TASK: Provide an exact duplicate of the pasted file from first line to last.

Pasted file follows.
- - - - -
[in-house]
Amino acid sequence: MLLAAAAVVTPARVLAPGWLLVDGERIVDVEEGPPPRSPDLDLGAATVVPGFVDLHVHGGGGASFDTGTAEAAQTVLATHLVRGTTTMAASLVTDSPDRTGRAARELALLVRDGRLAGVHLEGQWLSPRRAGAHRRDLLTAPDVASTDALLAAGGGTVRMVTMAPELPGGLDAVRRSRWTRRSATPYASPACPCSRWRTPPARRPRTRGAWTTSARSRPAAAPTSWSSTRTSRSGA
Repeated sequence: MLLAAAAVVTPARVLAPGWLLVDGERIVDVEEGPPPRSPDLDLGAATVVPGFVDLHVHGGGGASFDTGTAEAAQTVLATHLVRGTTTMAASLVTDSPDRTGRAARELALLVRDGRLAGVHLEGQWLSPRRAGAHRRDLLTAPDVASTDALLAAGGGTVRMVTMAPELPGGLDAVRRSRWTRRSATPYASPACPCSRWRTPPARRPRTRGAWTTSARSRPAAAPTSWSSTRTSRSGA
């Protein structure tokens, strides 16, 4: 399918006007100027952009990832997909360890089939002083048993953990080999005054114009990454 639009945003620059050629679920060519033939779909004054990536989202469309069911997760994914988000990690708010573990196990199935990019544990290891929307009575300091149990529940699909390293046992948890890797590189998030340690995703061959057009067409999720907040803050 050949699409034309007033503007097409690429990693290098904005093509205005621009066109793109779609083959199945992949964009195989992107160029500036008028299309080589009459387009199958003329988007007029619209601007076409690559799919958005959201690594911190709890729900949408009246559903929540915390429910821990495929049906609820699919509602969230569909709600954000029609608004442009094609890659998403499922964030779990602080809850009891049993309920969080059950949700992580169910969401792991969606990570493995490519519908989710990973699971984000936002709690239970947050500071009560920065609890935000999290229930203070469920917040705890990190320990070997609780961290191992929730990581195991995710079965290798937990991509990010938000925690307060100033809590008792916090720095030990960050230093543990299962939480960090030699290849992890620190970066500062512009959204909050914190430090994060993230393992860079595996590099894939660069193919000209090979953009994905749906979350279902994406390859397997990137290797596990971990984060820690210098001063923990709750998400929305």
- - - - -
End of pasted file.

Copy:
[in-house]
Amino acid sequence: MLLAAAAVVTPARVLAPGWLLVDGERIVDVEEGPPPRSPDLDLGAATVVPGFVDLHVHGGGGASFDTGTAEAAQTVLATHLVRGTTTMAASLVTDSPDRTGRAARELALLVRDGRLAGVHLEGQWLSPRRAGAHRRDLLTAPDVASTDALLAAGGGTVRMVTMAPELPGGLDAVRRSRWTRRSATPYASPACPCSRWRTPPARRPRTRGAWTTSARSRPAAAPTSWSSTRTSRSGA
Repeated sequence: MLLAAAAVVTPARVLAPGWLLVDGERIVDVEEGPPPRSPDLDLGAATVVPGFVDLHVHGGGGASFDTGTAEAAQTVLATHLVRGTTTMAASLVTDSPDRTGRAARELALLVRDGRLAGVHLEGQWLSPRRAGAHRRDLLTAPDVASTDALLAAGGGTVRMVTMAPELPGGLDAVRRSRWTRRSATPYASPACPCSRWRTPPARRPRTRGAWTTSARSRPAAAPTSWSSTRTSRSGA
């Protein structure tokens, strides 16, 4: 399918006007100027952009990832997909360890089939002083048993953990080999005054114009990454 639009945003620059050629679920060519033939779909004054990536989202469309069911997760994914988000990690708010573990196990199935990019544990290891929307009575300091149990529940699909390293046992948890890797590189998030340690995703061959057009067409999720907040803050 050949699409034309007033503007097409690429990693290098904005093509205005621009066109793109779609083959199945992949964009195989992107160029500036008028299309080589009459387009199958003329988007007029619209601007076409690559799919958005959201690594911190709890729900949408009246559903929540915390429910821990495929049906609820699919509602969230569909709600954000029609608004442009094609890659998403499922964030779990602080809850009891049993309920969080059950949700992580169910969401792991969606990570493995490519519908989710990973699971984000936002709690239970947050500071009560920065609890935000999290229930203070469920917040705890990190320990070997609780961290191992929730990581195991995710079965290798937990991509990010938000925690307060100033809590008792916090720095030990960050230093543990299962939480960090030699290849992890620190970066500062512009959204909050914190430090994060993230393992860079595996590099894939660069193919000209090979953009994905749906979350279902994406390859397997990137290797596990971990984060820690210098001063923990709750998400929305």